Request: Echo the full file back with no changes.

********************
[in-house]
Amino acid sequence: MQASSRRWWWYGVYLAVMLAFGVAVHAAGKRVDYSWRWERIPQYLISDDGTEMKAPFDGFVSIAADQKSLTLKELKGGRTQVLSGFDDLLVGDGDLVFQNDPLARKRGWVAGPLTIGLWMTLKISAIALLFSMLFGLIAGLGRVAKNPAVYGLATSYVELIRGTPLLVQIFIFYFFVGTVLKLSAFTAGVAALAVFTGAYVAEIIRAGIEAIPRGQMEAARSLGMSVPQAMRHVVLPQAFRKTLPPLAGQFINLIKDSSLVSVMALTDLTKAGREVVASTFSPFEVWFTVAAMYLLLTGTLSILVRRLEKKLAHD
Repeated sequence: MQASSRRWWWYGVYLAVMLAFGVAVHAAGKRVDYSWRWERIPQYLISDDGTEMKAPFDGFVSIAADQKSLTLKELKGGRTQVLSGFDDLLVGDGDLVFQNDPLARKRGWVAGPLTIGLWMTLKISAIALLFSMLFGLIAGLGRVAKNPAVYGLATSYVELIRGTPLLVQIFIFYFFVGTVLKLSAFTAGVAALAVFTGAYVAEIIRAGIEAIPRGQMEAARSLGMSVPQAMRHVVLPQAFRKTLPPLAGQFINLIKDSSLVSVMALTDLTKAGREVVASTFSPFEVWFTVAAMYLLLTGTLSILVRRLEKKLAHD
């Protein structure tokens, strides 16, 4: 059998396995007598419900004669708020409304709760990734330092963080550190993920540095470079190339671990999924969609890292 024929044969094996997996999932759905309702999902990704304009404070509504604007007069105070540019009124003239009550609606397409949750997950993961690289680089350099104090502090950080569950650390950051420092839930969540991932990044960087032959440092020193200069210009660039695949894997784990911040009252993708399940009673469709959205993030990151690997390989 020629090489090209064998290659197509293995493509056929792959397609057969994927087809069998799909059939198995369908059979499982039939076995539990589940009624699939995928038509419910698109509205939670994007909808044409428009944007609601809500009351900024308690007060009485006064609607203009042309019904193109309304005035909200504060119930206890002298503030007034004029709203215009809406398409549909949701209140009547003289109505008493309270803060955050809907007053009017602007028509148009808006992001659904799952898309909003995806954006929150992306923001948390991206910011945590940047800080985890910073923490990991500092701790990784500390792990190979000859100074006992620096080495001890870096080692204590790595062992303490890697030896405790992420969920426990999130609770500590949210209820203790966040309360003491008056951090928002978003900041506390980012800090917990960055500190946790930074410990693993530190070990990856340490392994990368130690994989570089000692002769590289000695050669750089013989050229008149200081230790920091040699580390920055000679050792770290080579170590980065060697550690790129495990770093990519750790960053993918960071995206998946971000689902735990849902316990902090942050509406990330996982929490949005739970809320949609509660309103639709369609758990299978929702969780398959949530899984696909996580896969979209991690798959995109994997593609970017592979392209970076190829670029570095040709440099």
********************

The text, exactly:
[in-house]
Amino acid sequence: MQASSRRWWWYGVYLAVMLAFGVAVHAAGKRVDYSWRWERIPQYLISDDGTEMKAPFDGFVSIAADQKSLTLKELKGGRTQVLSGFDDLLVGDGDLVFQNDPLARKRGWVAGPLTIGLWMTLKISAIALLFSMLFGLIAGLGRVAKNPAVYGLATSYVELIRGTPLLVQIFIFYFFVGTVLKLSAFTAGVAALAVFTGAYVAEIIRAGIEAIPRGQMEAARSLGMSVPQAMRHVVLPQAFRKTLPPLAGQFINLIKDSSLVSVMALTDLTKAGREVVASTFSPFEVWFTVAAMYLLLTGTLSILVRRLEKKLAHD
Repeated sequence: MQASSRRWWWYGVYLAVMLAFGVAVHAAGKRVDYSWRWERIPQYLISDDGTEMKAPFDGFVSIAADQKSLTLKELKGGRTQVLSGFDDLLVGDGDLVFQNDPLARKRGWVAGPLTIGLWMTLKISAIALLFSMLFGLIAGLGRVAKNPAVYGLATSYVELIRGTPLLVQIFIFYFFVGTVLKLSAFTAGVAALAVFTGAYVAEIIRAGIEAIPRGQMEAARSLGMSVPQAMRHVVLPQAFRKTLPPLAGQFINLIKDSSLVSVMALTDLTKAGREVVASTFSPFEVWFTVAAMYLLLTGTLSILVRRLEKKLAHD
């Protein structure tokens, strides 16, 4: 059998396995007598419900004669708020409304709760990734330092963080550190993920540095470079190339671990999924969609890292 024929044969094996997996999932759905309702999902990704304009404070509504604007007069105070540019009124003239009550609606397409949750997950993961690289680089350099104090502090950080569950650390950051420092839930969540991932990044960087032959440092020193200069210009660039695949894997784990911040009252993708399940009673469709959205993030990151690997390989 020629090489090209064998290659197509293995493509056929792959397609057969994927087809069998799909059939198995369908059979499982039939076995539990589940009624699939995928038509419910698109509205939670994007909808044409428009944007609601809500009351900024308690007060009485006064609607203009042309019904193109309304005035909200504060119930206890002298503030007034004029709203215009809406398409549909949701209140009547003289109505008493309270803060955050809907007053009017602007028509148009808006992001659904799952898309909003995806954006929150992306923001948390991206910011945590940047800080985890910073923490990991500092701790990784500390792990190979000859100074006992620096080495001890870096080692204590790595062992303490890697030896405790992420969920426990999130609770500590949210209820203790966040309360003491008056951090928002978003900041506390980012800090917990960055500190946790930074410990693993530190070990990856340490392994990368130690994989570089000692002769590289000695050669750089013989050229008149200081230790920091040699580390920055000679050792770290080579170590980065060697550690790129495990770093990519750790960053993918960071995206998946971000689902735990849902316990902090942050509406990330996982929490949005739970809320949609509660309103639709369609758990299978929702969780398959949530899984696909996580896969979209991690798959995109994997593609970017592979392209970076190829670029570095040709440099």